Make no mistake though, the “fat cat bank profits” actually, mostly, go to our pension funds… Not to the Directors of the high street banks. Giving a rate cut to mortgage holders takes profits away from UK people with private, or indeed, company, pensions.

  4. britishpolitics said

    I am not sure that a payment holiday is necessarily the best answer, but I have long argued in favour of a variation on the theme. When people start to struggle with their mortage payments, they often stop paying all together, because, for example, their DD was rejected. I believe a more responsible way for the banks to act during these times of hardship is to allow mortage holders to continue paying at the ‘old’ rate for a period and agreeing to add the difference onto the capital or extend the term. These has to be preferable to taking draconian repossession proceedings.

    I appreciate that many banks are ultimately, largely owned by pension funds, but my argument is not that banks should be deprived of their opportunity to make a profit, but that they should be pragmatic and also consider the costs of taking aggressive action against their defaulters. Equally, banks should remember, that people that pay their mortgages on time, every month are both customers and contributors to banking profits. They deserve loyalty and support in difficult times. In particular, I would argue, that the vast majority of those on the SVR, have been loyal, good customers, not tempted by short-term wins on fixed rate deals. I have been with my mortgage company for 15 years on an SVR and would count myself as a loyal customer, not a fair weather friend and therefore, I would expect to be offered a competitive rate of interest from my bank.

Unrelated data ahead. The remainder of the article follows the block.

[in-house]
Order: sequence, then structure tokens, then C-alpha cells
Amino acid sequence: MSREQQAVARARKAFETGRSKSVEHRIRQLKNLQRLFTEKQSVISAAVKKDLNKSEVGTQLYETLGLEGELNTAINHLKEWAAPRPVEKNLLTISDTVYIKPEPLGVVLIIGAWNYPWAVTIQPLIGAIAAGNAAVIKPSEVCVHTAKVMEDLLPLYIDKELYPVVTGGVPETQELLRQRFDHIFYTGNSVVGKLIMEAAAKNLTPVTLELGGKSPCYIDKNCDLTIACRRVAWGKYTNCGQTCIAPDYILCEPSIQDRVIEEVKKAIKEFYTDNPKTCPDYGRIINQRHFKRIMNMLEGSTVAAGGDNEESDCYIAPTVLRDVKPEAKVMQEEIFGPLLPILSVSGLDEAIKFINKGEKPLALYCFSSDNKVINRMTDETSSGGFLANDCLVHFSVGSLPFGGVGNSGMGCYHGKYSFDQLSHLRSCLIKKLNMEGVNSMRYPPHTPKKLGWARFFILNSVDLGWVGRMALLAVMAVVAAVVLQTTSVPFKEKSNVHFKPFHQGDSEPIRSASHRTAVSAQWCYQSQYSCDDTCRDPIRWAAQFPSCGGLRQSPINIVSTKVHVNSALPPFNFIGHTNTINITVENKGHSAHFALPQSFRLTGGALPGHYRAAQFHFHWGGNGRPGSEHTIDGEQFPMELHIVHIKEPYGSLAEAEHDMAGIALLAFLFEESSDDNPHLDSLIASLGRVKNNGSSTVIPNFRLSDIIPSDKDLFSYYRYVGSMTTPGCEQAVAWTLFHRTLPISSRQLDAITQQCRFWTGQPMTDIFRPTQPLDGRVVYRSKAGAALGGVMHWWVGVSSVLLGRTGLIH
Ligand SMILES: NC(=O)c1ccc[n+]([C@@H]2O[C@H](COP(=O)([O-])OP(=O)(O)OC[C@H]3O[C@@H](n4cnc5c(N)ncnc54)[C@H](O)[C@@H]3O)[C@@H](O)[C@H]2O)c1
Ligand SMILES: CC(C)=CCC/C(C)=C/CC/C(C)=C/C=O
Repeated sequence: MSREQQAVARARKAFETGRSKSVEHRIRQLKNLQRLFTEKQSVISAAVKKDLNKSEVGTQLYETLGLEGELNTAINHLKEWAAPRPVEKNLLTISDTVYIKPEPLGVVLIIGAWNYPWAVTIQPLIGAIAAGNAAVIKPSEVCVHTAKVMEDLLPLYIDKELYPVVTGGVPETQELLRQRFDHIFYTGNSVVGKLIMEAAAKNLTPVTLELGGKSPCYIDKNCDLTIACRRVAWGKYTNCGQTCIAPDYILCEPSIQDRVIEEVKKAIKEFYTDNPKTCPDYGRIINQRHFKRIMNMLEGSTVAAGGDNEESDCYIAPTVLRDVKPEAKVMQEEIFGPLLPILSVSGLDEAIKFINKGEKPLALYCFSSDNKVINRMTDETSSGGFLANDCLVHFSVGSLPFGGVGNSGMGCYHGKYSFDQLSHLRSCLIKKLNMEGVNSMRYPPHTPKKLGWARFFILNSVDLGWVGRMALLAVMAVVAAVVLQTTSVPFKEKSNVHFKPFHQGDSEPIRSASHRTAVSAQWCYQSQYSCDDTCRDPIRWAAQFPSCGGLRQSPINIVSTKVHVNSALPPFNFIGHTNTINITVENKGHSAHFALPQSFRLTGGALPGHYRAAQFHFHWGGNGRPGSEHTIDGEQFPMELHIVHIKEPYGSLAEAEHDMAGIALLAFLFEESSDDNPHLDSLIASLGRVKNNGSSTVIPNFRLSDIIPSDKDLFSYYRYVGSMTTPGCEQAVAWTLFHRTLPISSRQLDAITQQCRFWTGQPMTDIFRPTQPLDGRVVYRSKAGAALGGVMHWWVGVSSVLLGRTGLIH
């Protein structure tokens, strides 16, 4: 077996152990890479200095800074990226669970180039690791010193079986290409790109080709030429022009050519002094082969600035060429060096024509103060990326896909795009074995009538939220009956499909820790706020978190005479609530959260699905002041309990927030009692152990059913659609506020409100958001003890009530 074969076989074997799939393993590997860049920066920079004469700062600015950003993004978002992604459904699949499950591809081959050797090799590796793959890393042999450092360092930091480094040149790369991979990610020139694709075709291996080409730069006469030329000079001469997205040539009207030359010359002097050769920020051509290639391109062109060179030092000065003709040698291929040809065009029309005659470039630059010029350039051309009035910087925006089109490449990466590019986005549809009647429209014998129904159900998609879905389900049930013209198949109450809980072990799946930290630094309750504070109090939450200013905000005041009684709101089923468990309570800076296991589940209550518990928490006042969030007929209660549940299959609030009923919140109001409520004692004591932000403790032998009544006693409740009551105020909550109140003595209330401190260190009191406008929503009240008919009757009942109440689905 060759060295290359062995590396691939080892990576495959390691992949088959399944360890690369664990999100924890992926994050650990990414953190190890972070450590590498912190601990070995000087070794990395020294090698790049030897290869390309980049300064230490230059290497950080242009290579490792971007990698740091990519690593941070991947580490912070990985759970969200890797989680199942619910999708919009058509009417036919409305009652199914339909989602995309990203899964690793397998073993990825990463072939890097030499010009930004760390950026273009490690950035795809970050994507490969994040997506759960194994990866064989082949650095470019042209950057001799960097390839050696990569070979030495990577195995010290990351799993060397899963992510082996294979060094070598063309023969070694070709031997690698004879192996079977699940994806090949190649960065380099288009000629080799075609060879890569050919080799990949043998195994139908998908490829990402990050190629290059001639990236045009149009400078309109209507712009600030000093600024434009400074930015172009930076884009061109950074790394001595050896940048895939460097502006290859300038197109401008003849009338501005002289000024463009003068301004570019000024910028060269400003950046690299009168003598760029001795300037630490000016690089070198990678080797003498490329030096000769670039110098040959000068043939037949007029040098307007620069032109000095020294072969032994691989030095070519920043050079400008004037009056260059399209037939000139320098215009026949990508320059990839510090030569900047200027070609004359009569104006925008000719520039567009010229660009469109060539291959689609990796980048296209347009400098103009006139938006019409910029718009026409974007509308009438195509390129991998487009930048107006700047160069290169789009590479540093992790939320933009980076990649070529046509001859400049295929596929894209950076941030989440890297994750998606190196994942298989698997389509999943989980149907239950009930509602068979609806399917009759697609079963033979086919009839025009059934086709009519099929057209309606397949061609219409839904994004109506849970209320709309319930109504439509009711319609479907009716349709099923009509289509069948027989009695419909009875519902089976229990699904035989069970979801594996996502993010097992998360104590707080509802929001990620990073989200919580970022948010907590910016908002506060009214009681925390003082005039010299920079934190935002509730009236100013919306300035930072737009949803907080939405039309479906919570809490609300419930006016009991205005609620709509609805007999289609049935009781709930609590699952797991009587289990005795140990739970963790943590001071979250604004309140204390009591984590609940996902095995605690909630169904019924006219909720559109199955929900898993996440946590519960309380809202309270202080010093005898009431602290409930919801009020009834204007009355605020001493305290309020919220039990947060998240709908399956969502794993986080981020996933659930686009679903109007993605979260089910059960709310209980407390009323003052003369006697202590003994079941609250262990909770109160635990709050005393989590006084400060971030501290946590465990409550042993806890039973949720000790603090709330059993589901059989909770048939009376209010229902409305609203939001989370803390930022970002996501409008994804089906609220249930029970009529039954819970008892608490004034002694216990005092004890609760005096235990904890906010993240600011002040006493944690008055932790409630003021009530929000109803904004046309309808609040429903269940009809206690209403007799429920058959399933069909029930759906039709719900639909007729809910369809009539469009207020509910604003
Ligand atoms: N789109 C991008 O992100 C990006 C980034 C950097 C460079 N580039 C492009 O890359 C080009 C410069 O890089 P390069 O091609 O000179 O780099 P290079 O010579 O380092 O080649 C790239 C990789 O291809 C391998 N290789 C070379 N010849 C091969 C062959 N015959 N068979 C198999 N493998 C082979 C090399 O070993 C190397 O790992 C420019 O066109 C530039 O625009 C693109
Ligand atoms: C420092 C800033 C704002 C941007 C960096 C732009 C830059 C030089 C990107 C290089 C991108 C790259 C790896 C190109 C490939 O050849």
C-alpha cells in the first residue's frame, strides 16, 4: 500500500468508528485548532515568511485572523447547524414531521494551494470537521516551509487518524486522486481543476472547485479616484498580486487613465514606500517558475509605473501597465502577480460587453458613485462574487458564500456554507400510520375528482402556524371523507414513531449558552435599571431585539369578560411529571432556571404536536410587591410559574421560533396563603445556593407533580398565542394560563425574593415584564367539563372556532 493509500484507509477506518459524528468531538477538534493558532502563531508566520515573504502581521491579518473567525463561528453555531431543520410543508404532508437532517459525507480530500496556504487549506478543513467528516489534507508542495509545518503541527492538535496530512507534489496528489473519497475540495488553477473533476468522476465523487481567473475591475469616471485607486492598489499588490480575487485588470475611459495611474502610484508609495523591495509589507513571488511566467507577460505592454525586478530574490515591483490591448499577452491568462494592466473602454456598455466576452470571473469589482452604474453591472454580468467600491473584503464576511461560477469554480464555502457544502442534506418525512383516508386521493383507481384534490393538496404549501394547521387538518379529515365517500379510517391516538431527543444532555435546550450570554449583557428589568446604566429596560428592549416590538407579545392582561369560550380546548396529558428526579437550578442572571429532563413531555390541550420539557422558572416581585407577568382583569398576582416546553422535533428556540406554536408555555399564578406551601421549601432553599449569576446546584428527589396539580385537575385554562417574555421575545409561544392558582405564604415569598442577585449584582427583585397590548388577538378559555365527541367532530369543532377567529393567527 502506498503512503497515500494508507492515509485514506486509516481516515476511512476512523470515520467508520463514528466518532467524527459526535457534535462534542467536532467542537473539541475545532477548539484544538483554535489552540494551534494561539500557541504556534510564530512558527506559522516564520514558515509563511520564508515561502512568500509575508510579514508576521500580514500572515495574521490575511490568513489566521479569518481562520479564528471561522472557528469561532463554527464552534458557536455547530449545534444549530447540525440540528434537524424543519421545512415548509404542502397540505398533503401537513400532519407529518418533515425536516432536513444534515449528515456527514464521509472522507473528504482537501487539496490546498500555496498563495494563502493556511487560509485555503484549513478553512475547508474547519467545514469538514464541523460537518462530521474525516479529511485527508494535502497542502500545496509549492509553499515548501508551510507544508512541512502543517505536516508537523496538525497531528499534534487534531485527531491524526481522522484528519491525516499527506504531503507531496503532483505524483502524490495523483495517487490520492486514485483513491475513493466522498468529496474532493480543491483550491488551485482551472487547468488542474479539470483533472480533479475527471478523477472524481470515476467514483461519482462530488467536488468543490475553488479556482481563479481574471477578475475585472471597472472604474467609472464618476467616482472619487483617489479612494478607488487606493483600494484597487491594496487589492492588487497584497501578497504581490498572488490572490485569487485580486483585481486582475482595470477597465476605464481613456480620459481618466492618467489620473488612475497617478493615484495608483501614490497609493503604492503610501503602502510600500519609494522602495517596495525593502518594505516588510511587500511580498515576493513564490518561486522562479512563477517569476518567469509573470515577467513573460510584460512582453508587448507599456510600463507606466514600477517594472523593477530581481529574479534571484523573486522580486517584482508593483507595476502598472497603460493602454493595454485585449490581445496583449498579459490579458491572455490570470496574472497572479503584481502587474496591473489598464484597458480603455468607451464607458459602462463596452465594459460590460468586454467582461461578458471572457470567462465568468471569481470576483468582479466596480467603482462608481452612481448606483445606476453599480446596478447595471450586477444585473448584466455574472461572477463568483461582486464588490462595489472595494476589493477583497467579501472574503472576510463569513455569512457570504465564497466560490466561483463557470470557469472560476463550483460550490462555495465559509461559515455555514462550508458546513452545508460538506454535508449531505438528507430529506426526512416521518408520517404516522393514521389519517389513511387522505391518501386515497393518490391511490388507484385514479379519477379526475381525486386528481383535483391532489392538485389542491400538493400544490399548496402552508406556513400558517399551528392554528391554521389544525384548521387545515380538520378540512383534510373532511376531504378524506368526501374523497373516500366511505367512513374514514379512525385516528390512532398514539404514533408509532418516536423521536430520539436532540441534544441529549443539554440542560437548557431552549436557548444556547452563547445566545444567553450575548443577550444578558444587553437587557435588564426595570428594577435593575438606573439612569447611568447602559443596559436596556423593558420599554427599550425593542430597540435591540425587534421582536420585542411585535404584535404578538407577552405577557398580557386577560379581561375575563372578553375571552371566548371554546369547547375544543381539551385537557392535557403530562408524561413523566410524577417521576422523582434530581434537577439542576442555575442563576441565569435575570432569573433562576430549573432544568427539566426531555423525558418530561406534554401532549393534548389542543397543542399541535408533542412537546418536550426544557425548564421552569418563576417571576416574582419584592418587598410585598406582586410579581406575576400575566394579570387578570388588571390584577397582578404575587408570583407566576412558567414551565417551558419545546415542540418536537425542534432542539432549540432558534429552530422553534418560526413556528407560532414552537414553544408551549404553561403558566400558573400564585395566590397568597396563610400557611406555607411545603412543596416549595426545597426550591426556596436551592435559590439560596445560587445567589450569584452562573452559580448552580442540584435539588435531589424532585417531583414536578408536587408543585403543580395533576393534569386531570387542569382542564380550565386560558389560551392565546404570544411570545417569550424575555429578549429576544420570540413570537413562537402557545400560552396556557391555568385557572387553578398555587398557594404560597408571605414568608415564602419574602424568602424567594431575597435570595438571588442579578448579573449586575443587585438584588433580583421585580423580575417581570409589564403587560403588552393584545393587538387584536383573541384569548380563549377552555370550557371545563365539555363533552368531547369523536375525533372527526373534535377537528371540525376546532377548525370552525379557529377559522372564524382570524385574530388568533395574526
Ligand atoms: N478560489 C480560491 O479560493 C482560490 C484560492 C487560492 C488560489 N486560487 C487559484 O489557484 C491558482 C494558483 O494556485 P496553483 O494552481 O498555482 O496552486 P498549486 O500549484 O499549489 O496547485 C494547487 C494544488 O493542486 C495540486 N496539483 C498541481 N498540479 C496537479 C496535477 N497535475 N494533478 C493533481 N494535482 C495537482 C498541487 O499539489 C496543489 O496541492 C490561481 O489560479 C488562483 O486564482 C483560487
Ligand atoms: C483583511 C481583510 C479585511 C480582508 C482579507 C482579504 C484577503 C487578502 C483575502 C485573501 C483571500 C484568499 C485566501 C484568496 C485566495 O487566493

5. Britishpolitics,

    I’m increasingly leaning to your point of view. I agree that loyalty cuts both ways, and that banks should do MORE to try to keep their current customers than they do to attract new ones (in good times and bad.)

    What concerns me is political interference in banking. I know it’s well-intentioned. I know that sometimes it seems to make sense… I’ve just seen it fail 10 times for every time it’s worked.

  6. Sabeen said

    Very realistic prediction. Similar blogs were written by many but all fell on deaf ears and now we are just waiting for some miracle to happen.

  7. Ed said

    Indeed, I quite frankly am not prepared to lend my cash to the banks at rates very much below 4-5% whatever the bank of England says. I will simply take out all my cash and stuff it under the mattress or buy gold, so it is completely counterproductive for the BoE to be slashing rates to zero – it destroys confidence, and if savers don’t lend money to the banks, the BoE will have to run the printing presses. Looks like we are in for a rocky ride.

  8. Thanks in support of sharing such a nice thought, piece of writing
    is fastidious, thats why i have read it completely